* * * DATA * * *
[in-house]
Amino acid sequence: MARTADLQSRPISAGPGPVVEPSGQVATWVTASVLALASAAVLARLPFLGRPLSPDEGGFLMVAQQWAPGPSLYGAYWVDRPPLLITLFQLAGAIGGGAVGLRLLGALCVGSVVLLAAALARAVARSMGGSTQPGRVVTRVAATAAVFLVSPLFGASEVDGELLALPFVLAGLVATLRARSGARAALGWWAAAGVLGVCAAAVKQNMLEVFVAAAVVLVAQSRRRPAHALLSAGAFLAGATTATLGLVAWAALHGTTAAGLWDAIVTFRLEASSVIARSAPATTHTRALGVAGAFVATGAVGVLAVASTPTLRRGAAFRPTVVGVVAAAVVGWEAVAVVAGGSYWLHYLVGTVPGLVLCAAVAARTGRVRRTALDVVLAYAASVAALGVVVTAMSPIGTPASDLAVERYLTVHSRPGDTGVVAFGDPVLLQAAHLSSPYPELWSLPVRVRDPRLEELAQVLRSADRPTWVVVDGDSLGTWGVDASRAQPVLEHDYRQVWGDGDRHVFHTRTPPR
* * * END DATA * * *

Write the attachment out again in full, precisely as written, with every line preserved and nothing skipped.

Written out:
[in-house]
Amino acid sequence: MARTADLQSRPISAGPGPVVEPSGQVATWVTASVLALASAAVLARLPFLGRPLSPDEGGFLMVAQQWAPGPSLYGAYWVDRPPLLITLFQLAGAIGGGAVGLRLLGALCVGSVVLLAAALARAVARSMGGSTQPGRVVTRVAATAAVFLVSPLFGASEVDGELLALPFVLAGLVATLRARSGARAALGWWAAAGVLGVCAAAVKQNMLEVFVAAAVVLVAQSRRRPAHALLSAGAFLAGATTATLGLVAWAALHGTTAAGLWDAIVTFRLEASSVIARSAPATTHTRALGVAGAFVATGAVGVLAVASTPTLRRGAAFRPTVVGVVAAAVVGWEAVAVVAGGSYWLHYLVGTVPGLVLCAAVAARTGRVRRTALDVVLAYAASVAALGVVVTAMSPIGTPASDLAVERYLTVHSRPGDTGVVAFGDPVLLQAAHLSSPYPELWSLPVRVRDPRLEELAQVLRSADRPTWVVVDGDSLGTWGVDASRAQPVLEHDYRQVWGDGDRHVFHTRTPPR